The inventory system has changed, as well. Items like keys, treasure, crafting materials, and notes are now separate from the main inventory and don’t add to any space restrictions. Without having a case to store items, this is a sensible design decision to avoid dropping and losing valuable collectables. Unlike the previous game, accessing the inventory now pauses the game. While these alterations improve accessibility and quality of life, it certainly takes away from the threat of being vulnerable.
Resident Evil Village is an impressive looking game. It fully utilises the PlayStation 5’s new hardware, with incredible lighting and detailed textures that bring together unique environments. Extreme close-ups of disgusting creatures and their sludgy gashes or deep wrinkles show off the expert modelling. The game has a Photo Mode available for the macabre fanatics who want to take gruelling screenshots and change the depth of field, aperture, add filters and more.
“Every tiny sound puts you on your toes. Creeks in floorboards or wooden planks, guttural growls from infected, and the wet crunch when Ethan is pummeled to death…”
House Heisenberg may be one of the most intricately designed and terrifying environments in all of Resident Evil history. Without giving away too much detail, this section is similar to Castle Dimitrescu if it was darker, more violent, and utterly void of any hope. Tomonori Takano’s art design and Kazumasa Koroda’s visual effects flourish throughout the game but truly shine in this spot.
Audio design and sound effects enhance an outstanding visual experience, with impressive sound staging supported by the PlayStation’s virtual 3D audio. Every tiny sound puts you on your toes. Creeks in floorboards or wooden planks, guttural growls from infected, and the wet crunch when Ethan is pummelled to death by an enemy are rich with object-based surround sound. There is no better way to play this game than with a high-quality audio setup.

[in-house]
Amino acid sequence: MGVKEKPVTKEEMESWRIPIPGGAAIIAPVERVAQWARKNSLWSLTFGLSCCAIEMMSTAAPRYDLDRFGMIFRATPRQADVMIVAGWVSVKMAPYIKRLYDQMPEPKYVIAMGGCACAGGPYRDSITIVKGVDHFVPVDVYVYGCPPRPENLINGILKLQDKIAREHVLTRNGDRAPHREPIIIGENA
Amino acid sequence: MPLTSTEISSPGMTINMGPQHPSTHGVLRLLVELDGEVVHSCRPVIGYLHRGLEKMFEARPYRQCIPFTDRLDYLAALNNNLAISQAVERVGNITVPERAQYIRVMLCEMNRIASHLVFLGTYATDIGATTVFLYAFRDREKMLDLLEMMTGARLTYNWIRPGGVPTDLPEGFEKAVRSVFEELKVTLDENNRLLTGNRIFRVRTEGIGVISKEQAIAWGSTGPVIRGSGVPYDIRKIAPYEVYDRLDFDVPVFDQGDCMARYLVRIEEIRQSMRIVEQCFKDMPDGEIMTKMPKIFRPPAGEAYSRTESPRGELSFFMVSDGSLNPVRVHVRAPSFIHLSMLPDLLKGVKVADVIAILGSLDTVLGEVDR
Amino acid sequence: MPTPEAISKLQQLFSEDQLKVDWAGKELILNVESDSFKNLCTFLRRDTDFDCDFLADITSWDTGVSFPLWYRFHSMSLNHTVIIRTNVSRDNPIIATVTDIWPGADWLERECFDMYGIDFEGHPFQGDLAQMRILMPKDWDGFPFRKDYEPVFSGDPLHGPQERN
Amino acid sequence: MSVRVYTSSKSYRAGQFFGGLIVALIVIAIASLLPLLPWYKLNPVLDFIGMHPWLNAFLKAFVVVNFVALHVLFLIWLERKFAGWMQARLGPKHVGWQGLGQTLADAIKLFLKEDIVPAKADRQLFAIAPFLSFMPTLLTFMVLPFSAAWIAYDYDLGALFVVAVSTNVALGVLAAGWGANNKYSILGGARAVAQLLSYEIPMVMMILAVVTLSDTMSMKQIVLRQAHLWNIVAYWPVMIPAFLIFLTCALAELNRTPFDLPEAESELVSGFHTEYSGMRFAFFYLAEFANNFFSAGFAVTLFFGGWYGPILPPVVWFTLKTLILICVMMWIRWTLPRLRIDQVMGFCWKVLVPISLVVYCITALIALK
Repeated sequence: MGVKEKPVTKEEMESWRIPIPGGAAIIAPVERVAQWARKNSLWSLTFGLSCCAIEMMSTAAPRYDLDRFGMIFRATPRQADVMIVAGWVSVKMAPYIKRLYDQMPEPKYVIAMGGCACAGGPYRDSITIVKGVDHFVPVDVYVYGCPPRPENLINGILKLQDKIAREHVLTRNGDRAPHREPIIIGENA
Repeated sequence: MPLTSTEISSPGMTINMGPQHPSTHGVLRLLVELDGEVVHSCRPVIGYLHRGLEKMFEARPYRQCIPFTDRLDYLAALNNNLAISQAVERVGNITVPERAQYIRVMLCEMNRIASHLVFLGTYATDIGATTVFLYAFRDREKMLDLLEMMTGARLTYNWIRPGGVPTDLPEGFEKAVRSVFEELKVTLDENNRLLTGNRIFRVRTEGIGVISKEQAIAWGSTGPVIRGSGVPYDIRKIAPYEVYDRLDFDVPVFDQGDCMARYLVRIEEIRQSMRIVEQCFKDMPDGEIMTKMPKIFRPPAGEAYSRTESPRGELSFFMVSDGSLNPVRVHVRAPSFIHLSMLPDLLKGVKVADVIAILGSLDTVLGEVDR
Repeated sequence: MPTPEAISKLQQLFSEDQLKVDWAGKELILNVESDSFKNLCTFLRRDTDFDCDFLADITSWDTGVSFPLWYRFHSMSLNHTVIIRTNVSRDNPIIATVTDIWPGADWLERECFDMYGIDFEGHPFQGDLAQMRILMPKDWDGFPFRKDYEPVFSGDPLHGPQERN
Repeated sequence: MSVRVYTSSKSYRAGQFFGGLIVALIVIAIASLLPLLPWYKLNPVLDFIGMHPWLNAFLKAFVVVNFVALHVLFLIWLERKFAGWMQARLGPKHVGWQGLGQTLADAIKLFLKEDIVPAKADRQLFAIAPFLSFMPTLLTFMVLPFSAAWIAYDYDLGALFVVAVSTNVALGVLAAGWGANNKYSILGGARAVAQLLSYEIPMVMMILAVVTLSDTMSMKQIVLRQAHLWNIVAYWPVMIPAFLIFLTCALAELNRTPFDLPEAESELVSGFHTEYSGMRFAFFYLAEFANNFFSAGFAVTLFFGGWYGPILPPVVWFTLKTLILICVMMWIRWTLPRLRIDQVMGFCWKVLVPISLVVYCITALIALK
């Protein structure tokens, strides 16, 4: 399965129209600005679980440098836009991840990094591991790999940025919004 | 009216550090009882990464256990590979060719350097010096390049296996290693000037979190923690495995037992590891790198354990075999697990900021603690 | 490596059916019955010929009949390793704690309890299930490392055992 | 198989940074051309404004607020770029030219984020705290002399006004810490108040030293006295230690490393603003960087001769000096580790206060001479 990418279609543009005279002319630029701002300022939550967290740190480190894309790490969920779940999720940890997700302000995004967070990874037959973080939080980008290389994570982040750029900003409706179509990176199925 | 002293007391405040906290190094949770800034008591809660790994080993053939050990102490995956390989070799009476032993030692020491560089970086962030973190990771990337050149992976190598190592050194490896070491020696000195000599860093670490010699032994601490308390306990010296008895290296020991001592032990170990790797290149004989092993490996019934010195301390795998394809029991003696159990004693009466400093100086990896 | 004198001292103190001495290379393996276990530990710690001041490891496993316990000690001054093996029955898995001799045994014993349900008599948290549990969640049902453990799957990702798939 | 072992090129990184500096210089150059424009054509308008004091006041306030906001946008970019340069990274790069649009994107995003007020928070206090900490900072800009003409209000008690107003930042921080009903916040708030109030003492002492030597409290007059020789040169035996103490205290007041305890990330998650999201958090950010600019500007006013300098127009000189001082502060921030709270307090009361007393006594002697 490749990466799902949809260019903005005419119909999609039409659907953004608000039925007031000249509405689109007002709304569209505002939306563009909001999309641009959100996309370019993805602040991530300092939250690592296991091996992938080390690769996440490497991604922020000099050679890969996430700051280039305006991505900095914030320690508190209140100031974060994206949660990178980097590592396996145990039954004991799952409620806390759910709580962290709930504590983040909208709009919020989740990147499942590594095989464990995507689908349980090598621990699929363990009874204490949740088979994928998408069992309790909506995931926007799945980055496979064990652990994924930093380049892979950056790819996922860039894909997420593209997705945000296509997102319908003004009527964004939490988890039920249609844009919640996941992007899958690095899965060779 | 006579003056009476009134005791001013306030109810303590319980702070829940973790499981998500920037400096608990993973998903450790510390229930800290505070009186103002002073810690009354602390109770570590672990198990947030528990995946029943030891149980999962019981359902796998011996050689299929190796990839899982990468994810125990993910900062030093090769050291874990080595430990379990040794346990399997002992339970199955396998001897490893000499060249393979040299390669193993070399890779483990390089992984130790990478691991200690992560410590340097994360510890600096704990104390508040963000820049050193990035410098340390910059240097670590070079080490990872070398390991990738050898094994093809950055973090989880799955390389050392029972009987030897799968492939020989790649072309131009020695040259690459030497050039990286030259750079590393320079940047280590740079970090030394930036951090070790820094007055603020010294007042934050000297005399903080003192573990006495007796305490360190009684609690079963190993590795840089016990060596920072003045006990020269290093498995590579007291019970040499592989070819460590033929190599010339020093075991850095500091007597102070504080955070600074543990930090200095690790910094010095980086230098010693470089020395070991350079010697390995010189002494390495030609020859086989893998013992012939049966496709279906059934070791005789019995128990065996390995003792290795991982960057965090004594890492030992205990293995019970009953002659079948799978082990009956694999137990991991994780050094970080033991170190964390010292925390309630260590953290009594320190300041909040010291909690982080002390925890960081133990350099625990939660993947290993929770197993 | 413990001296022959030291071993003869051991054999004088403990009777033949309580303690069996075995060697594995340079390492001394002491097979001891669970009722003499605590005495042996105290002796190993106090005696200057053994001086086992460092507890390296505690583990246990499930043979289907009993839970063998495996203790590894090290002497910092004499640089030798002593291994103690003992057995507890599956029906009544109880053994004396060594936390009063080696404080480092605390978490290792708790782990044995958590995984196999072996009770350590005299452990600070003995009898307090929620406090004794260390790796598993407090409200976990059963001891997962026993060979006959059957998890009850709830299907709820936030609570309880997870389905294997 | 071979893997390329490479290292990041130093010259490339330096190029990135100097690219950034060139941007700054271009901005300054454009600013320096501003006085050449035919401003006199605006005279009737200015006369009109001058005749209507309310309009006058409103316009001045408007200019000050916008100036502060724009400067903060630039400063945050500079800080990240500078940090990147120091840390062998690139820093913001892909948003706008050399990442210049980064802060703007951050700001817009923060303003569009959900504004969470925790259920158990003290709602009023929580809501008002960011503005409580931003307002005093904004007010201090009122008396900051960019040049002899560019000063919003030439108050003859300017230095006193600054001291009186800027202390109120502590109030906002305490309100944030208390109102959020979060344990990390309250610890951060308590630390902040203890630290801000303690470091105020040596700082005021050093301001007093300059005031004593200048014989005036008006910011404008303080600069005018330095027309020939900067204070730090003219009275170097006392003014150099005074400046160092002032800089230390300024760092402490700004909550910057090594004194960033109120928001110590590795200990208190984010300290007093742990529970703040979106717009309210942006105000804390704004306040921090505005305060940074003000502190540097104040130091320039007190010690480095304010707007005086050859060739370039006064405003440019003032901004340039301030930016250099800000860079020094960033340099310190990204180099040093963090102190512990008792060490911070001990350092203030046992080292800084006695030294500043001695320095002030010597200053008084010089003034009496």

With all this high-definition sound and graphics, Resident Evil Village still performs exceptionally well. At a steady framerate, the game has only a few hiccups with some lighting and animation oddities. For example, interactable objects in dark areas may be lit awkwardly and when switching weapons quickly it may look like Ethan has a third arm. Minor bugs that surely will be squashed with patches.
After the too close for comfort clash with the Baker family in Louisana, Resident Evil Village attempts to match that creepy tone and do more. Much more. As a result, this tale has facets of methodical horror combined with the ridiculous action of Resident Evil 5 or 6. While some players may not enjoy one or the other, undeniably Capcom does both very well. A better mix of the survival horror and extreme action could have made this stronger overall, as the messy pacing, lacking antagonist development, and easing difficulty hurt the overall adventure. The final package is still a wonderful spectacle of a video game. It’s entertaining, it’s engrossing, and it’s Resident Evil in every aspect. With the best visual/audio design in the series’ and a satisfying Metroidvania world design, Resident Evil Village is unmissable.